Flattening the national health service hierarchy: The case of public health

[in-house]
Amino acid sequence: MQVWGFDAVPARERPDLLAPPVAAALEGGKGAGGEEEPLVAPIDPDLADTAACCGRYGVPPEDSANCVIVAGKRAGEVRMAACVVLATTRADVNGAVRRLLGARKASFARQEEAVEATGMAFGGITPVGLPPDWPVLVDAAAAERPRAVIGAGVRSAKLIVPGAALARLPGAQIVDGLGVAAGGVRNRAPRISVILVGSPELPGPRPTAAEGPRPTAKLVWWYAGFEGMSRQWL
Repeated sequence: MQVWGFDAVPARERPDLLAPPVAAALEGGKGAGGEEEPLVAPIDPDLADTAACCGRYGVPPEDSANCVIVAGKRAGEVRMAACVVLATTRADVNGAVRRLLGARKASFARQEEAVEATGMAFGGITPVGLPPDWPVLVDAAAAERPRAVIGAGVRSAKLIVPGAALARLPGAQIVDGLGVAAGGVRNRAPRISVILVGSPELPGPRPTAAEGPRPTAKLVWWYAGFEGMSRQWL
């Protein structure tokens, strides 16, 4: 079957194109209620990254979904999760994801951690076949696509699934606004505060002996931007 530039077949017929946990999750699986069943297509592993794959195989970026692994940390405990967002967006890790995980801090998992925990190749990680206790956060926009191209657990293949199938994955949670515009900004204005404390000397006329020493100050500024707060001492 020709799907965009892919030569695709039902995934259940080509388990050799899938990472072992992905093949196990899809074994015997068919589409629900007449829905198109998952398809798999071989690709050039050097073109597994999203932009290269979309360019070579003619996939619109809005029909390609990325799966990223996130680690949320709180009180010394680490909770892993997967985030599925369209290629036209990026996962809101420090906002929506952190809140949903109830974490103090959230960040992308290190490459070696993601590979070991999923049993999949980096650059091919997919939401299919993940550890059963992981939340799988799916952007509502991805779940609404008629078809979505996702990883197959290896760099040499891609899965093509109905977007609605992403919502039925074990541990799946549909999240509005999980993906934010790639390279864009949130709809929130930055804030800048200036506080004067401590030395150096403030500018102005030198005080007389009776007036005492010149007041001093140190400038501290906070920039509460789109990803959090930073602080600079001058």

Recent re-structurings of the National Health Service (NHS) in England have illustrated the British government's commitment to a policy of devolving resources and responsibilities to local levels. As a result, public health teams are now located in 303 primary care trusts, and are more numerous, and much smaller, than previously. These changes have coincided with a number of other changes within public health (the introduction of an accreditation process for non-medical specialists, and the reorganisation of health protection). The re-organisation has exacerbated existing anxieties about the capacity of the public health workforce. Two recent studies found public health practitioners to be very concerned about the fragmentation of their profession and the resulting isolation in which individuals would work. Directors of Public Health feared that their primary care trust responsibilities would limit the time for their public health work. Multiple local organisations are not well-placed to try to address strategically the long-term problem of an inadequate national public health work force. It was recognised that bringing resources nearer to local communities and the rest of the NHS offered great opportunities for public health to be more responsive to local needs and to harness local resources. Nevertheless, it appears that, not for the first time, the re-organisations of the NHS have not been designed with public health in mind, and it is not yet clear how the challenges of inadequate capacity will be met. © 2005 Taylor & Francis Group Ltd.